When the principal’s voice announces that we are in a lockdown, we might suspect that it is a drill, but we don’t really know. At the beginning of the year, I speak to each class about lockdown procedures. I spend about 20 minutes instructing my classes where to sit — as far away from windows as possible on the classroom floor — and assign who will be responsible for closing the blinds while I cover the window with a pre-cut strip of green butcher paper and lock our door. During this initial instruction, I am careful to scan the students — many look bored, but some are listening intently and forget to mask their worry. I try to discuss anxiety but from a humorous slant: Don’t worry if you have to use the bathroom, that’s what trashcans are for! If you’re hungry, I have treats in my cupboard, but they only appear during lockdown, so do not ever ask about them on a regular day. Then, I ask if they have questions.
This year, one student asked, “Don’t you think the shooter would know we’re in here?” I answered that chances were, yes, and went on to bring up adrenaline and how it can affect a person’s plan. I mentioned giving a speech, or taking a driving test as examples — sometimes we have a plan, I said, and then it goes missing the minute we are in a given situation. I indicated that I hoped if any of us were specific targets, the shooter might forget that during an adrenaline-filled episode. Another student in one of my sophomore classes asked, “What would you do if the shooter got in here?”
I have considered this more than a thousand times. I have imagined taking my desk chair and instructing students to break the narrow window by my desk in order to grasp thick, thorny Palo Verde branches and swing or climb down to safety while I somehow wrestle with a faceless, armed intruder. I have considered writing a letter to my own children in case a situation like this were ever to arise because I cannot envision myself not trying to protect young lives. I reply to my students that their thick, purple literature books could probably stop a bullet or cause a concussion — and then we make jokes about what English is really good for.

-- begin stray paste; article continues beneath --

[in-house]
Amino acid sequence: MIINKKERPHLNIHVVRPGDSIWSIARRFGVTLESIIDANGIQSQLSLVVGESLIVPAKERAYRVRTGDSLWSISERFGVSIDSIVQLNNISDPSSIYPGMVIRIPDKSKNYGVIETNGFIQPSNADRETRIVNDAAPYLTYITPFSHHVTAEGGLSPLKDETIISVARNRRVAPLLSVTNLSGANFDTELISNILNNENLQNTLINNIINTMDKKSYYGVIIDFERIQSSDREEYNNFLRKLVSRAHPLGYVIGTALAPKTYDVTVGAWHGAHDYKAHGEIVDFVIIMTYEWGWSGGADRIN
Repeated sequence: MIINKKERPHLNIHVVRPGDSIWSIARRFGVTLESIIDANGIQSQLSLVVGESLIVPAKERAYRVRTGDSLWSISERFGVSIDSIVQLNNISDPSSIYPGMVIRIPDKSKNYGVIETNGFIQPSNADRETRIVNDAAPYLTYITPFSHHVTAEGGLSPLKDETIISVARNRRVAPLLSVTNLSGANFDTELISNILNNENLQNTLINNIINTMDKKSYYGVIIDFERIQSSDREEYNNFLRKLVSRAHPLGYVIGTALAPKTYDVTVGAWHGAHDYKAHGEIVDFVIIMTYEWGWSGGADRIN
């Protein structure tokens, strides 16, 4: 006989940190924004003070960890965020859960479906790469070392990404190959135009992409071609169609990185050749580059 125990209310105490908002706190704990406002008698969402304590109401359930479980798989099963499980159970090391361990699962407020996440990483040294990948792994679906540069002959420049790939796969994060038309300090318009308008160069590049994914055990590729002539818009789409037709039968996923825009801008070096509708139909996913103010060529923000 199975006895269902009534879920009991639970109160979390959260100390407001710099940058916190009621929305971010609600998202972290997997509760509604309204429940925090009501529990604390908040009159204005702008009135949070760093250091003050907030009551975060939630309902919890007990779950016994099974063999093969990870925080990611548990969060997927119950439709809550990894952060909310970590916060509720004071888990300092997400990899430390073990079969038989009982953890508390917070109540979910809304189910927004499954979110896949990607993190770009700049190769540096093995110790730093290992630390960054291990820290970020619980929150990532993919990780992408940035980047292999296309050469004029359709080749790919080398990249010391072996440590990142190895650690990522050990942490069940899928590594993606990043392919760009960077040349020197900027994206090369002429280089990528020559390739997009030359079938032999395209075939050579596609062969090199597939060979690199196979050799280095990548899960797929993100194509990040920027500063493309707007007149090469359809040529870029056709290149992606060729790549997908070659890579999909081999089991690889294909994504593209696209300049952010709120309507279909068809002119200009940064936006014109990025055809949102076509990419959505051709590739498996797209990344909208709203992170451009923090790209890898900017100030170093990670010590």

America, the fact that my colleagues and teachers across this country have to engage in a lockdown procedural lesson each year is unacceptable. The fact that our society has grown accustomed to the drills and the repeated news of another school shooting to the point that it no longer shocks is unacceptable. The fact that I have to wonder about the welfare of my own children should I die trying to protect student lives is unacceptable. Each day, it seems, there is a debate about who kills — guns or people?
Meanwhile, I have to put the words of Robert Frost, Shakespeare or Millay on hold to discuss how to hide from an armed intruder during a school day. At what point will the absurdity of this truth demand new legislation? Sometimes, I am convinced that it is apathy or an absolute lack of empathy that has brought our country to this point. I refuse to enter the debate about Second Amendment rights because my politics aren’t the business of my students, but aspects of that debate have led us to this new “normal”: this culture of what-to-do-when-an-armed-intruder-deals-his-emotions-in-lethal-bullets. I can’t imagine that the general population, at least anyone who is a parent, is at ease with this new aspect of education.
The issues surrounding what would lead one to enter a campus and begin shooting are systemic and must be addressed. That is not my job, however. My job is to prepare your children to be able to express their thoughts in writing clearly and to be able to comprehend all kinds of texts. I ask you to do your job as conscientious citizens better so that I can do my job better, too. I ask that you address these issues in whatever way suits you, as a professional and as a citizen, without pause until our curricula no longer include emergency lockdown procedures. I ask that you consider the anxiety present in my 15-18 years old students each time a drill is announced, to picture their furrowed brows and pulsing bodies as they nervously tap fingers or feet. I’m honestly not sure which is more disconcerting: that I have to work to relieve such anxiety, or that each year there seems to be less of it.
During our last drill, the fire alarm was set off as a ruse of sorts. Seasoned teachers have learned that when a fire alarm is set off during a lock down drill, it is crucial they don’t evacuate their students. This is because there have been incidents in which shooters have triggered alarms to lure people from their locked rooms. There is an element of gallows humor at play when we suspect that the fire alarm is being pulled to test newer staff. Which new teacher will leave a lockdown situation and inadvertently guide their students to a parking lot only to be slightly chastised at the next staff meeting for essentially leading “kids to a slaughter?” This year my students jolted and prepared to leave when the fire alarm sounded. I shook my head no and made the sign for shhh. I kept a calm demeanor. I remember thinking how loudly the alarm was sounding. Are the right people listening?